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A word still a little unfamiliar to some historians (although not to those with a social science background) and not yet to be found in every dictionary, prosopography has made its influence felt through the work of a number of historians, notably Andrew Ayton, the recipient of this collection of essays, whose contribution to the development of the possibilities offered by the method’s techniqu
A Day at Home in Early Modern England does precisely as the title suggests – it takes its reader through the minutiae of a day in early modern England in painstaking detail using a combination of literary sources, historical documents (including court records, wills and inventories) and household objects.
Ikuko Asaka opens this ambitious book by referencing the climatic and geographic rebuttal of black journalist and abolitionist Mary Ann Shadd.
The fight for marriage equality in the United States, which made significant progress in 2015 with the Supreme Court ruling that ‘no American can be denied the freedom to marry because of their sexual orientation’, highlighted that access to marriage has long been the privilege of those who conformed to normative ideas of sexuality and domesticity prescribed by the elite and powerful.
One of the rare occasions on which a French Overseas Department has ever made both national and international headlines occurred in March and April 2017 when, over the course of one turbulent month, demonstrators filled the streets in towns in Guyane, French South America.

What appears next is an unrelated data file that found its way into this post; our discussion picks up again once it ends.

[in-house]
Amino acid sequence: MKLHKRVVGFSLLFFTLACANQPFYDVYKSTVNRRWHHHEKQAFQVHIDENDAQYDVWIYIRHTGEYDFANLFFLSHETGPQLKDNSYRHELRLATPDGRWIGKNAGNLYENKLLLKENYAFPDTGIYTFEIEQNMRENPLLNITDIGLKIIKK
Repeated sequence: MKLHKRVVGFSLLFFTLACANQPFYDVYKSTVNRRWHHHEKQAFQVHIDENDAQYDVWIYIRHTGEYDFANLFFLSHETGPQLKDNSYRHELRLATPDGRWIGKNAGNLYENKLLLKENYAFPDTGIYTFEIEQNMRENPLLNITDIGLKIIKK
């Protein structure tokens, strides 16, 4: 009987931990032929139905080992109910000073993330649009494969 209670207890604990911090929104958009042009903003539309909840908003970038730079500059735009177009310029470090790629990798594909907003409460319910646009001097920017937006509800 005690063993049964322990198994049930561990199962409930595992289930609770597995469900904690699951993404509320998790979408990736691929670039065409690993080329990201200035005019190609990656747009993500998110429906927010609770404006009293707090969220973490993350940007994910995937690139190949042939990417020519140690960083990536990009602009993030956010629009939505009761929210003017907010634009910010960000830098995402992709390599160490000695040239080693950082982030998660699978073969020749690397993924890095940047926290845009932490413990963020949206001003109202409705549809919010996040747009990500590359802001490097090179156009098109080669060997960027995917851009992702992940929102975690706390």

Historians have been fighting about the causes and effects of the Civil War since they were using quill pens, and they figure to keep doing so until long after the laptop computer on which this is written has become an antique. Now Adam I. P.
How do you take your liberalism? Passionately? Rationally? Passionate moral energy had been the hallmark of the Liberal Prime Minister William Gladstone’s public oratory and parliamentary addresses.
Joseph Lister is perhaps the most famous man in the history of British medicine. Born in April 1827, he was a surgeon and pioneer of antiseptic operative practice. President of the Royal Society between 1895 and 1900, he was raised to the peerage in 1897.
Richard Carwardine, an acclaimed Lincoln biographer and coeditor of a highly original book of essays on Lincoln's worldwide image, has now turned his attention to the entertaining subject of Lincoln's humor.
While campaigning for the Senate in 1858, Abraham Lincoln delivered one of his most enduring speeches. Reflecting on the previous half-decade’s sectional struggles, Lincoln predicted that the nation’s conflict over slavery ‘will not cease, until a crisis shall have been reached, and passed’. Citing a familiar Biblical metaphor, Lincoln added, ‘A house divided against itself cannot stand.